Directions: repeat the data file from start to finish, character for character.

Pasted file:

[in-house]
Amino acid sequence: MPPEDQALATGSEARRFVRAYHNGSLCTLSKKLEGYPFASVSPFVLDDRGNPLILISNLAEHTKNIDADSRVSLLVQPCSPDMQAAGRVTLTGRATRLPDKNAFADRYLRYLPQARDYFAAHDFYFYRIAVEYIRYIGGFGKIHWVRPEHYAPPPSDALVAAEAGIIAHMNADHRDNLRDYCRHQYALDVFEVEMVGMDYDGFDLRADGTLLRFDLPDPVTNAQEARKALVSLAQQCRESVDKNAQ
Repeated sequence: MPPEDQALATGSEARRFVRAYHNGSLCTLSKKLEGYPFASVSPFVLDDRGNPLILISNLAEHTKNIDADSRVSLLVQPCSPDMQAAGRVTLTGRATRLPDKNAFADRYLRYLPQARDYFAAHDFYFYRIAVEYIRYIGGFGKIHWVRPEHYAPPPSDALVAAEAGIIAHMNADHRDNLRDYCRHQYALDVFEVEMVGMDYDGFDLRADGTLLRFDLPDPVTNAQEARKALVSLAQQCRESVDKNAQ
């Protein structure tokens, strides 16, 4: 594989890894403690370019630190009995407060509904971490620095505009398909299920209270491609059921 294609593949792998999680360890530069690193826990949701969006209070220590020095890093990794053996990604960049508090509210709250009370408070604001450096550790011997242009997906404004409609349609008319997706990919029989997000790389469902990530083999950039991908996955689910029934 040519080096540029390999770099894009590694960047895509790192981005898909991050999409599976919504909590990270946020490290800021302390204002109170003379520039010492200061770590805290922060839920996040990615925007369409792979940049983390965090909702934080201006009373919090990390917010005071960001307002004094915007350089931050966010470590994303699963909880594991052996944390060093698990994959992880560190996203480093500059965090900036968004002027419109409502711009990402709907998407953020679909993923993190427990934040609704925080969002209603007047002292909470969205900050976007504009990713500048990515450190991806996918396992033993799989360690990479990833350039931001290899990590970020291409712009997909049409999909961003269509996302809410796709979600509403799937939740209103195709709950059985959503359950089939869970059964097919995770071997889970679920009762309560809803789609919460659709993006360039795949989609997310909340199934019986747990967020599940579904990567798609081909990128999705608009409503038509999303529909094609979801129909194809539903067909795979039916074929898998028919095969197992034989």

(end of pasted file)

[in-house]
Amino acid sequence: MPPEDQALATGSEARRFVRAYHNGSLCTLSKKLEGYPFASVSPFVLDDRGNPLILISNLAEHTKNIDADSRVSLLVQPCSPDMQAAGRVTLTGRATRLPDKNAFADRYLRYLPQARDYFAAHDFYFYRIAVEYIRYIGGFGKIHWVRPEHYAPPPSDALVAAEAGIIAHMNADHRDNLRDYCRHQYALDVFEVEMVGMDYDGFDLRADGTLLRFDLPDPVTNAQEARKALVSLAQQCRESVDKNAQ
Repeated sequence: MPPEDQALATGSEARRFVRAYHNGSLCTLSKKLEGYPFASVSPFVLDDRGNPLILISNLAEHTKNIDADSRVSLLVQPCSPDMQAAGRVTLTGRATRLPDKNAFADRYLRYLPQARDYFAAHDFYFYRIAVEYIRYIGGFGKIHWVRPEHYAPPPSDALVAAEAGIIAHMNADHRDNLRDYCRHQYALDVFEVEMVGMDYDGFDLRADGTLLRFDLPDPVTNAQEARKALVSLAQQCRESVDKNAQ
């Protein structure tokens, strides 16, 4: 594989890894403690370019630190009995407060509904971490620095505009398909299920209270491609059921 294609593949792998999680360890530069690193826990949701969006209070220590020095890093990794053996990604960049508090509210709250009370408070604001450096550790011997242009997906404004409609349609008319997706990919029989997000790389469902990530083999950039991908996955689910029934 040519080096540029390999770099894009590694960047895509790192981005898909991050999409599976919504909590990270946020490290800021302390204002109170003379520039010492200061770590805290922060839920996040990615925007369409792979940049983390965090909702934080201006009373919090990390917010005071960001307002004094915007350089931050966010470590994303699963909880594991052996944390060093698990994959992880560190996203480093500059965090900036968004002027419109409502711009990402709907998407953020679909993923993190427990934040609704925080969002209603007047002292909470969205900050976007504009990713500048990515450190991806996918396992033993799989360690990479990833350039931001290899990590970020291409712009997909049409999909961003269509996302809410796709979600509403799937939740209103195709709950059985959503359950089939869970059964097919995770071997889970679920009762309560809803789609919460659709993006360039795949989609997310909340199934019986747990967020599940579904990567798609081909990128999705608009409503038509999303529909094609979801129909194809539903067909795979039916074929898998028919095969197992034989």